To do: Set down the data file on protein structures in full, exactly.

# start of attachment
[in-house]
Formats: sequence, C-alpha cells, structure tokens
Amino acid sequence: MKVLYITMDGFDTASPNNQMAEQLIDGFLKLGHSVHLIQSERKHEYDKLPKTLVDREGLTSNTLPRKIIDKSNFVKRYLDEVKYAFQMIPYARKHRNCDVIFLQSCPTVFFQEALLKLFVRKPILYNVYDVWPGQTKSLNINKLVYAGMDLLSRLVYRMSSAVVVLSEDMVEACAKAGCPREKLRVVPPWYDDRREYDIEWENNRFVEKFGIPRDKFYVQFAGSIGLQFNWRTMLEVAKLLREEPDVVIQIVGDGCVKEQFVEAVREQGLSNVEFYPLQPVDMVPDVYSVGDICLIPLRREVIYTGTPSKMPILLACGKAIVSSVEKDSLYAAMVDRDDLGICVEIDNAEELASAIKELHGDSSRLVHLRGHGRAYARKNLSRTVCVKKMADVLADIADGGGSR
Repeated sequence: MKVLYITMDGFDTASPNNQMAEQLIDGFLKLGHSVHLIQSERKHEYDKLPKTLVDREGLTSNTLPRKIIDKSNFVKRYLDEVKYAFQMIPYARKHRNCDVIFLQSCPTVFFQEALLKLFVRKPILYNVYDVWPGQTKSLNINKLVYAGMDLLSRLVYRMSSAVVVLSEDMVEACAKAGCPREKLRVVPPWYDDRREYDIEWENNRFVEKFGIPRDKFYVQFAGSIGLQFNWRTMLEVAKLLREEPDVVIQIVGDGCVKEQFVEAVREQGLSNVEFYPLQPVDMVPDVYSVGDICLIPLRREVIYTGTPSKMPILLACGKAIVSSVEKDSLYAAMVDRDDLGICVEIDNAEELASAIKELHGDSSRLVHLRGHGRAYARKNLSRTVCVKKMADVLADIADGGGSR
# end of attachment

[in-house]
Formats: sequence, C-alpha cells, structure tokens
Amino acid sequence: MKVLYITMDGFDTASPNNQMAEQLIDGFLKLGHSVHLIQSERKHEYDKLPKTLVDREGLTSNTLPRKIIDKSNFVKRYLDEVKYAFQMIPYARKHRNCDVIFLQSCPTVFFQEALLKLFVRKPILYNVYDVWPGQTKSLNINKLVYAGMDLLSRLVYRMSSAVVVLSEDMVEACAKAGCPREKLRVVPPWYDDRREYDIEWENNRFVEKFGIPRDKFYVQFAGSIGLQFNWRTMLEVAKLLREEPDVVIQIVGDGCVKEQFVEAVREQGLSNVEFYPLQPVDMVPDVYSVGDICLIPLRREVIYTGTPSKMPILLACGKAIVSSVEKDSLYAAMVDRDDLGICVEIDNAEELASAIKELHGDSSRLVHLRGHGRAYARKNLSRTVCVKKMADVLADIADGGGSR
Repeated sequence: MKVLYITMDGFDTASPNNQMAEQLIDGFLKLGHSVHLIQSERKHEYDKLPKTLVDREGLTSNTLPRKIIDKSNFVKRYLDEVKYAFQMIPYARKHRNCDVIFLQSCPTVFFQEALLKLFVRKPILYNVYDVWPGQTKSLNINKLVYAGMDLLSRLVYRMSSAVVVLSEDMVEACAKAGCPREKLRVVPPWYDDRREYDIEWENNRFVEKFGIPRDKFYVQFAGSIGLQFNWRTMLEVAKLLREEPDVVIQIVGDGCVKEQFVEAVREQGLSNVEFYPLQPVDMVPDVYSVGDICLIPLRREVIYTGTPSKMPILLACGKAIVSSVEKDSLYAAMVDRDDLGICVEIDNAEELASAIKELHGDSSRLVHLRGHGRAYARKNLSRTVCVKKMADVLADIADGGGSR